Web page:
For winemakers, spring marks the transition from hibernation to awakening. The vineyard lays the foundation for the harvest and goes through important transitions, from budding, breaking and flowering to turning green, transplanting grapes and much more.

Spring is not without its dangers, and climate change is making things difficult for her. But spring is made of hard, 14-carat gratitude, a reward for the long wait, as writer Barbara Kingsolver writes in Animal, Vegetable, Miracle: Living on food for a year.

Life of the vine

As the soil warms, the sap begins to circulate in the vines. This triggers a series of events that result in the appearance of fruit on the vines.

Budburst is the first stage of the annual cycle of the vine. New green spaces are created, fed by stored water and nutrients. Small fluffy (or woolly, as the experts say) growths. As the temperature rises, tiny leaves, tendrils and clusters of miniature flowers emerge from the bud.

Self-pollinating vines without bees or wind / Getty

Every day is a step toward the next vintage, says Lawrence Cronin, winemaker at Tenuta di Arceno in Tuscany.

Vine flowers usually appear in late spring, about 40 to 80 days after bud break. The vines are self-fertile, meaning they pollinate themselves without bees or wind. Each flower carries a cluster that protects the plant’s evolutionary insurance policy, its seeds.

It’s a very sensitive period that can easily be affected by the weather, Cronin said. Castelnuovo Berardenga, in the Chianti Classico, has ideal conditions, between 59°F and 68°F, he says, with no rain and little or no wind.


If the weather stayed this stable for two weeks, it would be a dream come true, he says. Rain or wind during this period can affect flowering, disrupt pollination and reduce yield potential.

Every day is a step towards the next vintage. -Lawrence Cronin, Tenuta di Arceno. -Lawrence Cronin, Tenuta di Arceno.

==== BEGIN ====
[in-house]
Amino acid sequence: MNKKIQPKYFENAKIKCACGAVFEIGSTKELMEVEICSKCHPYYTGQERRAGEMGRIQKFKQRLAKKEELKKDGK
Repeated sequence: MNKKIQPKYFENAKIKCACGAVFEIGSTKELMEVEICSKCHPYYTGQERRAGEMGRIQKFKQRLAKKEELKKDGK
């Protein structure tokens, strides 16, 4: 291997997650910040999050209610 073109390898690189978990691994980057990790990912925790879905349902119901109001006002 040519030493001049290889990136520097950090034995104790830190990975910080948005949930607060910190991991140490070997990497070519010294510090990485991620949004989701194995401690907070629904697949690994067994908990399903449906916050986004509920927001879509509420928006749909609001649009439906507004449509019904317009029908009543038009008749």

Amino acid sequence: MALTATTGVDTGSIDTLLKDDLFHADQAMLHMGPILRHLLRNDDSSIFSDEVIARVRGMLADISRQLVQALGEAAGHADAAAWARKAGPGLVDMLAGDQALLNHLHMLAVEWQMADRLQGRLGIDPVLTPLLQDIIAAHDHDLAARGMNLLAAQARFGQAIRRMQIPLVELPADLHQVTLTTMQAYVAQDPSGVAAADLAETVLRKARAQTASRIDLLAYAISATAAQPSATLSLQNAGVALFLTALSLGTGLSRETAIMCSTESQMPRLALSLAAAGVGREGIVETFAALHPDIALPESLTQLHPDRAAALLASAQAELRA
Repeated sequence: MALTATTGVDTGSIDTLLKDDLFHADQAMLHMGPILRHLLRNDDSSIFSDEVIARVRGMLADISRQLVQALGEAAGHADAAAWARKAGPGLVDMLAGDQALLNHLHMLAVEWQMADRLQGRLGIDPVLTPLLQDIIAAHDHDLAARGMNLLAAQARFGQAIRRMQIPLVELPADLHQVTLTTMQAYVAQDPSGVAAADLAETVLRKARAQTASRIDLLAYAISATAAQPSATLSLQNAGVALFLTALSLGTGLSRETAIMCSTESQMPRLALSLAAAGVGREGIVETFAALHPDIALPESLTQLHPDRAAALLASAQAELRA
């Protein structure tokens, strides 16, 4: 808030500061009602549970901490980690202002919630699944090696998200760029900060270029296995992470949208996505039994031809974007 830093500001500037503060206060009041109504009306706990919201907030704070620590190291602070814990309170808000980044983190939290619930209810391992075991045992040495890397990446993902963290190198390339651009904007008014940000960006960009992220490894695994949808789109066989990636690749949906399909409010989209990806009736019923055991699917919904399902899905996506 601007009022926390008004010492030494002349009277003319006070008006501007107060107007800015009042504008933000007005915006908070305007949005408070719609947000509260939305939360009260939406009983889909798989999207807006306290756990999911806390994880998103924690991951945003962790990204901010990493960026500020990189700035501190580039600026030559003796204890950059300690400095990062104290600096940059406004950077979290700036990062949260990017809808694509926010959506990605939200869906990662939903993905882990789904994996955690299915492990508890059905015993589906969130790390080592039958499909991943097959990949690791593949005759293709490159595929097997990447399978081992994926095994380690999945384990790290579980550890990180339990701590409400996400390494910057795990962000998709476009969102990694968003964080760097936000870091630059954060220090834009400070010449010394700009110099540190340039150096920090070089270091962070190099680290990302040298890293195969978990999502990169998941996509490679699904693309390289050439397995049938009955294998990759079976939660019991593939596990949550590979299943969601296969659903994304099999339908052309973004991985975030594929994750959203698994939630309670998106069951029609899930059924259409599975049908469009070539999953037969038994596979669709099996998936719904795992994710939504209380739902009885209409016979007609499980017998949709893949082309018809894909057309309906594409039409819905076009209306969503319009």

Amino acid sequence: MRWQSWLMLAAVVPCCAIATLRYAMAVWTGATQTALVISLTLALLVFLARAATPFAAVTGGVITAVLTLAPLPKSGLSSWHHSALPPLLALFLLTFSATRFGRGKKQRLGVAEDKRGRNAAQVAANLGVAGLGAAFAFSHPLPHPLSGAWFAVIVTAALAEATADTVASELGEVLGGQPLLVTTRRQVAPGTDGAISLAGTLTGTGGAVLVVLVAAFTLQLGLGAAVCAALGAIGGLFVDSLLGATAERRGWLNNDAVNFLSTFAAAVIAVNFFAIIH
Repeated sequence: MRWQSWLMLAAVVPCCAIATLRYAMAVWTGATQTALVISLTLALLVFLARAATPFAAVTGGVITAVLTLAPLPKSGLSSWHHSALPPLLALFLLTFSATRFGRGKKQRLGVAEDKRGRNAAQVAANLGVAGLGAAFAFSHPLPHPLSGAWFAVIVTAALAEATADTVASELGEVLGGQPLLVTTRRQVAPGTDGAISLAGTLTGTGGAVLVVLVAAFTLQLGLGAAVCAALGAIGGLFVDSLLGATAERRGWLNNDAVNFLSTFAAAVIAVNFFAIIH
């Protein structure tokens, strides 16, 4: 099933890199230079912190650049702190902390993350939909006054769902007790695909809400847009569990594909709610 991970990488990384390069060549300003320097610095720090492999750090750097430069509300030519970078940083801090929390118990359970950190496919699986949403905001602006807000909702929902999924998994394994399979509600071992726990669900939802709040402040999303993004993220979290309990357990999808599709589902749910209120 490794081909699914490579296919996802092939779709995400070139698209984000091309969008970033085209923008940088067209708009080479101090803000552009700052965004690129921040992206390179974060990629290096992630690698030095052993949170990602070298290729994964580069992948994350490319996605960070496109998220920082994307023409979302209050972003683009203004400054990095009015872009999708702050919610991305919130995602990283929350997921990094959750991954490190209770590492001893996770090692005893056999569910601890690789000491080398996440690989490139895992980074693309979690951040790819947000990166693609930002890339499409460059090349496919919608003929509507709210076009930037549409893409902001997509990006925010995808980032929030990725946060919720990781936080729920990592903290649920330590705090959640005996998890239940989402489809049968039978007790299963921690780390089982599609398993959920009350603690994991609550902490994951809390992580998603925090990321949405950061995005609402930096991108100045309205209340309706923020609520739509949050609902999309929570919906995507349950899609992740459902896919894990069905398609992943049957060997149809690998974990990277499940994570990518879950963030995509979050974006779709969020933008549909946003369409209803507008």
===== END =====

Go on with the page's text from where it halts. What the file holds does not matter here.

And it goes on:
Destruction, or kulura, occurs when the grapes are not fully developed. Causes include strong winds that knock over flowers or interfere with pollination, or small berries that fall before they have developed.

The shutter is not always bad. Cronin says not bunching grapes like Sangiovese often can help, as they have dense bunches that can impede airflow and lead to botrytis. But everything must be done in moderation, he says.

Management of vineyards

Wine growers and winemakers are happy when the weather gets warmer.

Spring is my favorite time of year, says Emily Faulconer, agricultural engineer and head winemaker at Viña Carmen, Chile. Sunny days, snowy Andes, the beginning of a new life. Nice weather, crops, butterflies. I love it.

In the spring, Faulconer and her team tackle planning and maintenance projects in the vineyard, such as. B. planting ground covers, removing excess shoots and sprouting new vine shoots.

In our Alto Jhael vineyard, we plant between the rows and apply humus and mulch directly to the vines, she explains. She plants native plants as ground cover because she knows the local fauna well. They have become a living, symbiotic ecosystem. You can’t get an expression of terroir if there’s no life in the vineyard, she says.

As temperatures rise, tiny leaves, vines and clusters of miniature flowers sprout from buds in the vineyard / Getty